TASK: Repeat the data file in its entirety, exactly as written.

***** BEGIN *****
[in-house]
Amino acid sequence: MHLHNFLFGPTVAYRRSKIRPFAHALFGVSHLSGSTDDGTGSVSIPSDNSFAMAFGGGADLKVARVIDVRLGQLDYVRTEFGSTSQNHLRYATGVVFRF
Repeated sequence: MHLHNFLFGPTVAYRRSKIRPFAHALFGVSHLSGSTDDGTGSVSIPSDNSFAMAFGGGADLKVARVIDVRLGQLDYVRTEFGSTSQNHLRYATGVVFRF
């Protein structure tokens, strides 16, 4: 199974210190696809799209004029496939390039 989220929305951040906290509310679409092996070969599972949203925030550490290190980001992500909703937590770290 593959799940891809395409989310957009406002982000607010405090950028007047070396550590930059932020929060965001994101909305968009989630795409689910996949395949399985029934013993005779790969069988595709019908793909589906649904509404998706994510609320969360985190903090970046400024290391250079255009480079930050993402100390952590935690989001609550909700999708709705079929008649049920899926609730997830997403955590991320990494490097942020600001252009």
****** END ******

[in-house]
Amino acid sequence: MHLHNFLFGPTVAYRRSKIRPFAHALFGVSHLSGSTDDGTGSVSIPSDNSFAMAFGGGADLKVARVIDVRLGQLDYVRTEFGSTSQNHLRYATGVVFRF
Repeated sequence: MHLHNFLFGPTVAYRRSKIRPFAHALFGVSHLSGSTDDGTGSVSIPSDNSFAMAFGGGADLKVARVIDVRLGQLDYVRTEFGSTSQNHLRYATGVVFRF
């Protein structure tokens, strides 16, 4: 199974210190696809799209004029496939390039 989220929305951040906290509310679409092996070969599972949203925030550490290190980001992500909703937590770290 593959799940891809395409989310957009406002982000607010405090950028007047070396550590930059932020929060965001994101909305968009989630795409689910996949395949399985029934013993005779790969069988595709019908793909589906649904509404998706994510609320969360985190903090970046400024290391250079255009480079930050993402100390952590935690989001609550909700999708709705079929008649049920899926609730997830997403955590991320990494490097942020600001252009």